11 September 2014

Death leaves a heartache no one can heal; love leaves a memory no one can steal. (author unknown)

What do you remember?

I remember sleeping late and waking up cross, an hour behind NYC time-wise, at 0845h CST. I remember looking outside the upstairs bedroom window and seeing an impossibly clear, crisp, blue sky September morning and thinking I'd go for a swim if the complex maintenance man weren't such a pillock as to stand on the pool deck staring.

I remember realising I'd slept so late Fox had already gone to work (he worked at the local Books-A-Million) and I was alone in the townhouse. I remember getting dressed quickly and stumbling downstairs, focussed on starting my day with my usual cup of hot chocolate and the news - part of the reason I was cross that morning was I preferred the morning news straight, thank-you, not those awful 'breakfast' or 'morning' shows the networks and CNN seemed to love.

You know, it's just like the day President Kennedy was shot and killed (I was 7 and remember the day so clearly) - each of us who remembers, remembers with diamond sharp, clear clarity the moments before, the moment(s) of the actual event, and the horrific days after. 

I remember being slightly surprised the TV remote was where I'd left it. I remember turning towards the TV, pointing the remote and turning the TV on.

And I remember the first thing I saw on the TV screen was the South Tower collapsing, immediately recognisable to anyone who knew the NYC skyline. It was 0859h CST. I dropped to my knees knowing something truly horrible had just happened to people I knew - I knew Crusty's company had an large office there and I knew I'd just seen them all die.

I knew my friend Joey had gone to his attorney's office there that morning to finalise the details of his will (Joey was dying and knew it, of pancreatic cancer, and a few weeks before 11 Sept 2001 I'd used a little grim humour to cheer him up by saying 'Relax, Joey, you'll probably get hit by a beer truck before the cancer gets you'. I've never forgiven myself for that although Joey had the best hearty laugh he'd had since the diagnosis when I'd said that to him.). And I knew I'd just seen him die too.

I remember staying on my knees as the morning show presenters 'recapped' the morning events so far 'for those of you just joining us'.

I remember everything about that morning but I cannot recall who the presenters were that morning on ABC, NBC, CBS, FOX, and the CNN presenter who stayed on TV the rest of the day and into the night? His face and voice are clear in my mind but I cannot recall his name!

I remember frantically switching channels, finally (about three minutes later) choosing CNN, and watching/listening as I made a cup of chocolate.

I remember thinking, when the news came across that there were two 'unaccounted for' US airline flights, that the people aboard those planes must be in utter terror for their lives. When President Bush appeared and proclaimed 'We have a national tragedy...' and just seven minutes later Flt 77 hit the Pentagon, I was sick to my stomach because I knew then with absolute certainty this was an attack on the USA, and I knew people at work at that moment in the Pentagon who were either dead now or dying.

I remember the presenter trying to get more information on Flt 93, the other unaccounted for flight; I remember thinking the people aboard knew what was going on because already CNN had reported mobile calls were coming through to loved ones on the ground, the FAA, the police departments across the Eastern Seaboard, and I remember thinking 'Fight, for God's sake don't go down like sheep, fight!' and how bloody terrified the passengers must be...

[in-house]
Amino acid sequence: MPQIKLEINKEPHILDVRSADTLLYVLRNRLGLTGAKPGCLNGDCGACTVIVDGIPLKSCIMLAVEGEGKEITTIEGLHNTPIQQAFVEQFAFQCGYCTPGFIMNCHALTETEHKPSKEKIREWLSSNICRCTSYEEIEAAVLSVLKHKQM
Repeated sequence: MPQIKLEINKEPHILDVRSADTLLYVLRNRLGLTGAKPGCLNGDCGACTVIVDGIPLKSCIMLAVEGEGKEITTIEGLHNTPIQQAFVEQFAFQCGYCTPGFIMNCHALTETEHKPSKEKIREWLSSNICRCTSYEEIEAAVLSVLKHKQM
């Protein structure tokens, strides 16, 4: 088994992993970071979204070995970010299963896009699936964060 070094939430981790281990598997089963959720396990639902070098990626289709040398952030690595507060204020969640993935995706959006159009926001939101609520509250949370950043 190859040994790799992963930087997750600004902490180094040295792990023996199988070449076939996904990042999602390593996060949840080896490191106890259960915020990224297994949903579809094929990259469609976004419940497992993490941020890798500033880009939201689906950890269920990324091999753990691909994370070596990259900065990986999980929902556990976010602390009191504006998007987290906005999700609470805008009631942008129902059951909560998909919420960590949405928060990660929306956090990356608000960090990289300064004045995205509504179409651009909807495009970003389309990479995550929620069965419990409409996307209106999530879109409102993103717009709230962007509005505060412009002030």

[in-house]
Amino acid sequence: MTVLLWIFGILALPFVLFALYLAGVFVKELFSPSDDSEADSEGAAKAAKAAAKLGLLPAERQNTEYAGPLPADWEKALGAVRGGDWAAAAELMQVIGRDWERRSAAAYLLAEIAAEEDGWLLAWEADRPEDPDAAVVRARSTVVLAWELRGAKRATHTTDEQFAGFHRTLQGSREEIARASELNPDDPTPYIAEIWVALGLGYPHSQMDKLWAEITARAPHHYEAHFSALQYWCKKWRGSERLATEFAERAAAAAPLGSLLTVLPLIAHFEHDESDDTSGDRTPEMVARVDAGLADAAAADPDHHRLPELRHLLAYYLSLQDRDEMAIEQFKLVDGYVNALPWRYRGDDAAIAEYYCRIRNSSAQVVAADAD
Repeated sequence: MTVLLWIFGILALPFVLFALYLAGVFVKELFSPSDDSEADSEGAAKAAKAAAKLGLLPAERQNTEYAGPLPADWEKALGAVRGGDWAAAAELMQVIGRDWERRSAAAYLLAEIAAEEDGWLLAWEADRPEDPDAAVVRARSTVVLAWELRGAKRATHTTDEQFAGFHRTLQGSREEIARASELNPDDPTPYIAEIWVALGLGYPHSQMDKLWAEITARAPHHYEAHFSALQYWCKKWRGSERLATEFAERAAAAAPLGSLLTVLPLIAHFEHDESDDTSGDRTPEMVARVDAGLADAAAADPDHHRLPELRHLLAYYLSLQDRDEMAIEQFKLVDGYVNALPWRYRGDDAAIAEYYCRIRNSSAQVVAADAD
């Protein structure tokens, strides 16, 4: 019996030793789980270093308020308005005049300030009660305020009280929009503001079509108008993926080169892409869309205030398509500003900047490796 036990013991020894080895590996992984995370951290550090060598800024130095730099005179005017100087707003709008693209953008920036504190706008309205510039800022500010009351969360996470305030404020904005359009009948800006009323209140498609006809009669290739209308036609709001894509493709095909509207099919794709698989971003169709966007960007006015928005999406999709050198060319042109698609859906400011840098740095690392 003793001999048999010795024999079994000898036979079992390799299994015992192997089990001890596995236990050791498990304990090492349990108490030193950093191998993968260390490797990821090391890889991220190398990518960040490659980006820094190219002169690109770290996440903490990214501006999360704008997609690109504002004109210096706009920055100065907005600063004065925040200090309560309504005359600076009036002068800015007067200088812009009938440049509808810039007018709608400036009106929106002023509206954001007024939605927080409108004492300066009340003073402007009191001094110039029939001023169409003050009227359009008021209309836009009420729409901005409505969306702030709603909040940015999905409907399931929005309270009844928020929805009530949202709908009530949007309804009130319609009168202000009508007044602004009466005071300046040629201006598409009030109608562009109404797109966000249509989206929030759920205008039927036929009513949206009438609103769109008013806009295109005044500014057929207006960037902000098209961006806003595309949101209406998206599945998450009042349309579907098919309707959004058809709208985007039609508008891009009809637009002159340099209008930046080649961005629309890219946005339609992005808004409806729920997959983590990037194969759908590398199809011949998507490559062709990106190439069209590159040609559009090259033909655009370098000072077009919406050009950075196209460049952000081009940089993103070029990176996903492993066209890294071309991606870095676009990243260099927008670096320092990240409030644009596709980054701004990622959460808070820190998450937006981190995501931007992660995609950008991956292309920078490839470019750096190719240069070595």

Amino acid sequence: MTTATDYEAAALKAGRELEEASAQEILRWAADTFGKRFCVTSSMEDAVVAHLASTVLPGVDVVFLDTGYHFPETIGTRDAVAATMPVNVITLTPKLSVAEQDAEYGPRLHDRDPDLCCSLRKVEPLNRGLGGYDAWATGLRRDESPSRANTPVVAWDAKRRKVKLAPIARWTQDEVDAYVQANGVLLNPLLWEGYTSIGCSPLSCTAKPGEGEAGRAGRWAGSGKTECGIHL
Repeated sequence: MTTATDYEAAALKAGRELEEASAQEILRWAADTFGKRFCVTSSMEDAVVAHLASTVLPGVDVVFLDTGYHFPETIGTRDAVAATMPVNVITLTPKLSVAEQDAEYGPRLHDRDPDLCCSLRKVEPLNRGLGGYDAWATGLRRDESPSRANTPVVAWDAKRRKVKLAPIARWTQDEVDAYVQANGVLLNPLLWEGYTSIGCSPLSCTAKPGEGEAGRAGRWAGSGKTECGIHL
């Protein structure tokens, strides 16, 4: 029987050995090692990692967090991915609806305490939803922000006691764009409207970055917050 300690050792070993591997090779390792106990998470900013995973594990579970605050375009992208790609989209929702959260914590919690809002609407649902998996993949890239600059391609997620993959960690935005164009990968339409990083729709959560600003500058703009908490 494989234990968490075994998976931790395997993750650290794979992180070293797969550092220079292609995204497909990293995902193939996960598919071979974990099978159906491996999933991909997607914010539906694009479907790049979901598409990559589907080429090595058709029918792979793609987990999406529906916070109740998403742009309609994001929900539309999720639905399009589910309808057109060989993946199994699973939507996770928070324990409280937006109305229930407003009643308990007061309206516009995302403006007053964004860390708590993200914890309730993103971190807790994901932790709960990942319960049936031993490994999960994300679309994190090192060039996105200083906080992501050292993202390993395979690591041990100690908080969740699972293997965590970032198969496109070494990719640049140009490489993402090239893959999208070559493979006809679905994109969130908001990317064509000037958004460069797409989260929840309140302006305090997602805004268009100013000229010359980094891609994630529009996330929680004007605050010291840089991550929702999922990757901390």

And then of course the report of a passenger jet crashing with massive impact in a Pennsylvania field came over the TV.

I remember trying to ring Fox at work - of course the lines were busy and I drove over to the store. remember a very surreal moment in the car park when I wondered if I was the only person alive, and then hoping that maybe, just maybe, I'd dreamt this was happening so I walked down to the complex office to see if this was real. I walked in the office and the complex staff was watching the television news. It was real. It was happening. I looked at the complex manager and asked 'Is this real?!' and she just nodded. She looked as though she was in shock, her face was pale and although she wasn't crying, her eyes were red rimmed. The creepy maintenance guy was looking the same, and I remember thinking something had finally shut this bastard up. I left the office and went back to the car, got in, and drove towards my son's work.

I remember how empty the streets of Dothan were, and how empty the skies were as well although that was so rare in that area of Alabama. I remember the skies were empty for so long, for weeks and weeks  and weeks that when the first jet appeared in the skies over Dothan I stood there and stared in shock at the sight.

I remember stopping at the petrol station to fill the car tank and being surprised there were only four other cars at the pumps. I remember the older woman behind me in the pay queue saying she was surprised too because she remembered how everyone rushed to fill their tanks the minute President Roosevelt finished his announcement after Pearl Harbor.

I remember the grocery store being empty, too, and I remember filling my trolley with water, first aid supplies, meat, bread, milk, tinned foods, and BBQ charcoal. I was already fairly well stocked up 'in-case' because it was still hurricane season but who knew what was going to happen, so I stopped at Food World and topped up. I remember the clerk at the till crying silently as she rang and bagged my groceries.

I remember. I remember. I remember.

'Please, can you call my wife?'


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